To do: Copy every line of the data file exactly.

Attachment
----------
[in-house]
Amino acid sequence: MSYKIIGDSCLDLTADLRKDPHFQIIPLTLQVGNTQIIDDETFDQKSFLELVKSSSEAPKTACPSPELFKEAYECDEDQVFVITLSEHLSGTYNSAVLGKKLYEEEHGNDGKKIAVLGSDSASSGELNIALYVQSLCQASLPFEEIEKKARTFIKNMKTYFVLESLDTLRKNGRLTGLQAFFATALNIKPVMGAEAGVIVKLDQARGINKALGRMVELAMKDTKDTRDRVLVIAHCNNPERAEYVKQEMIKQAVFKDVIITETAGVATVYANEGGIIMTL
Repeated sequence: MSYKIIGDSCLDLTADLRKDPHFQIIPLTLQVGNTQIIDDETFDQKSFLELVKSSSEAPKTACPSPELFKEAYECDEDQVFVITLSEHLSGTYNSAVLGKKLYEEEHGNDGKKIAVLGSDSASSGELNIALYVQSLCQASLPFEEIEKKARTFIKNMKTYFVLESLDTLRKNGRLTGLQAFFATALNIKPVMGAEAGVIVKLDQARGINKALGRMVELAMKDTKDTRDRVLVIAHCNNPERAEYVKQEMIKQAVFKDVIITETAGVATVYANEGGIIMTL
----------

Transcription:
[in-house]
Amino acid sequence: MSYKIIGDSCLDLTADLRKDPHFQIIPLTLQVGNTQIIDDETFDQKSFLELVKSSSEAPKTACPSPELFKEAYECDEDQVFVITLSEHLSGTYNSAVLGKKLYEEEHGNDGKKIAVLGSDSASSGELNIALYVQSLCQASLPFEEIEKKARTFIKNMKTYFVLESLDTLRKNGRLTGLQAFFATALNIKPVMGAEAGVIVKLDQARGINKALGRMVELAMKDTKDTRDRVLVIAHCNNPERAEYVKQEMIKQAVFKDVIITETAGVATVYANEGGIIMTL
Repeated sequence: MSYKIIGDSCLDLTADLRKDPHFQIIPLTLQVGNTQIIDDETFDQKSFLELVKSSSEAPKTACPSPELFKEAYECDEDQVFVITLSEHLSGTYNSAVLGKKLYEEEHGNDGKKIAVLGSDSASSGELNIALYVQSLCQASLPFEEIEKKARTFIKNMKTYFVLESLDTLRKNGRLTGLQAFFATALNIKPVMGAEAGVIVKLDQARGINKALGRMVELAMKDTKDTRDRVLVIAHCNNPERAEYVKQEMIKQAVFKDVIITETAGVATVYANEGGIIMTL